Virginia Girls State, in its 70th year, was held last week at Longwood University in Farmville. This was my 5th year participating in the event. I was joined in the Q & A discussion session with Delegate Chris Collins with about 100 of the participants. This was a great way to interact with our youth and stress to them how important our local government is and what role I play as state delegate. I also was able to sit with the young ladies at lunch and address and answer their questions and comments. There were over 600 young ladies in this year’s event.
In 1937 at the National convention, the American Legion Auxiliary organized Girls State as a national Americanism activity. It is designed to teach young women responsible citizenship and love for God and Country. Since its inception, nearly one million young women, nationwide, have had the opportunity to learn firsthand how their state and local governments work
Hundreds of bills that the General Assembly passed this year and Governor Terry McAuliffe signed into law take effect this Friday, July 1st. New laws soon to be on the books in Virginia affect everything from guns and marriage to school testing, day care facilities and smoking in cars when a young child is present.
There are new ethical guidelines for lawmakers and public officials, procedural requirements for handling reports of campus sexual assault, and regulations for fantasy sports gaming in Virginia. For avid herpetologists and geologists, there are new state designations: The Eastern Garter Snake becomes the official snake of Virginia, and Nelsonite, an igneous rock first discovered in Nelson County, will be the official state rock.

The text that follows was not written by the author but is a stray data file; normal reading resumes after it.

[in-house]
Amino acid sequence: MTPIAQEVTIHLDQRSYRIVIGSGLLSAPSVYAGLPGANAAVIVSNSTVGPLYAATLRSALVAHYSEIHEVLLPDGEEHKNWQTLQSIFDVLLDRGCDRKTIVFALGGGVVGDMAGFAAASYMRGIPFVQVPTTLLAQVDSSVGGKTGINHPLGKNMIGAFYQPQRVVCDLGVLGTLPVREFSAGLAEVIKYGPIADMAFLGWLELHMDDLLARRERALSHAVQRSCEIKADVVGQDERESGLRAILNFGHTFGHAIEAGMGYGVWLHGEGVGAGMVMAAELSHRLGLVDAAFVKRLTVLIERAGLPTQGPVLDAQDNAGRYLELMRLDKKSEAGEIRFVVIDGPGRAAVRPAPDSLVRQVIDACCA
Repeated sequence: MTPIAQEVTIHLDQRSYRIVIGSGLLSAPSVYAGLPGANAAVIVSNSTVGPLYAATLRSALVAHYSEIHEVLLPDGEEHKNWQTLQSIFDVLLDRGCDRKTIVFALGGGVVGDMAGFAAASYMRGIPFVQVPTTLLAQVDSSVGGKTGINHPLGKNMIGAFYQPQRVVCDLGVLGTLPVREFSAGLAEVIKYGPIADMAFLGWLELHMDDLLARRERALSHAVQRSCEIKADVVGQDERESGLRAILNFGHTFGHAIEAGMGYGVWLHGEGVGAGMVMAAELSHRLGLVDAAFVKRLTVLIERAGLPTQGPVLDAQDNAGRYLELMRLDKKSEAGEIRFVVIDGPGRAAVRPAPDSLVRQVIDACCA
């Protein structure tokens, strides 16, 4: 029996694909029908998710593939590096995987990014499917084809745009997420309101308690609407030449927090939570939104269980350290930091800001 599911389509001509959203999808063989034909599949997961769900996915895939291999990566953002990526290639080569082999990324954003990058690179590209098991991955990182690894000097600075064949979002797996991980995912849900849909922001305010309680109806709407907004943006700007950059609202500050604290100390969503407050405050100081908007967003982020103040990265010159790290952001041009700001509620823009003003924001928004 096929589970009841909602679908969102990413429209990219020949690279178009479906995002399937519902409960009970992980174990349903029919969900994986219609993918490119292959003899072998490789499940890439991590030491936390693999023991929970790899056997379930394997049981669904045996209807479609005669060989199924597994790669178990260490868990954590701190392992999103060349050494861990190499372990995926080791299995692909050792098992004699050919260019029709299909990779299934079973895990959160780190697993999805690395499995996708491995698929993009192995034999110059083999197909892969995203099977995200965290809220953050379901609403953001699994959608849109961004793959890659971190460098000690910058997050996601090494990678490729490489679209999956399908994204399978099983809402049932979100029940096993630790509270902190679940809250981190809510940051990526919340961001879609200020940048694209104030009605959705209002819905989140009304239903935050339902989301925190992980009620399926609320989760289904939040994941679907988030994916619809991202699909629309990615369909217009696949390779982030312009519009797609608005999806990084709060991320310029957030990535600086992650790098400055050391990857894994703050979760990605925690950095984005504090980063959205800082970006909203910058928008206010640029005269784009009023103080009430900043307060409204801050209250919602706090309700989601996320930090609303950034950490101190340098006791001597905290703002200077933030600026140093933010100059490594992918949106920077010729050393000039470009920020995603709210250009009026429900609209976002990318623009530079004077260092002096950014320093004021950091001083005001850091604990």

The most broadly applicable legislative action was embedded in the state’s $105 billion, two-year budget that takes effect Friday — proposed pay raises for state workers and state-supported local government employees, school teachers and university faculty. The raises are due to take effect December 1, but would be delayed if revenues fall short by more than 1 percent for the fiscal year that ends Thursday. If that happens, the Governor will have to begin a formal reforecast of revenues for the new two-year budget and adjust spending accordingly.
There are three measures that emerged from his Task Force on Combating Campus Sexual Violence. The measures require high school family life curricula to educate students on dating violence and other forms of sexual assault; train law enforcement on handling investigations involving sexual trauma; and tighten requirements for retaining physical evidence from sexual assault investigations. Physical evidence recovery kits from victims who initially elect not to report a sexual assault now will be stored for two years or longer.
Assisted living facilities, adult day care centers, licensed and registered child welfare agencies, and family day homes may not continue to employ workers who have been convicted of violent felonies. The state also stiffened the penalty for unlicensed child care providers, who can be charged with a Class 4 felony — punishable by two to 10 years in prison and a fine of up to $100,000 — for criminal neglect if a child dies or is seriously injured in their care.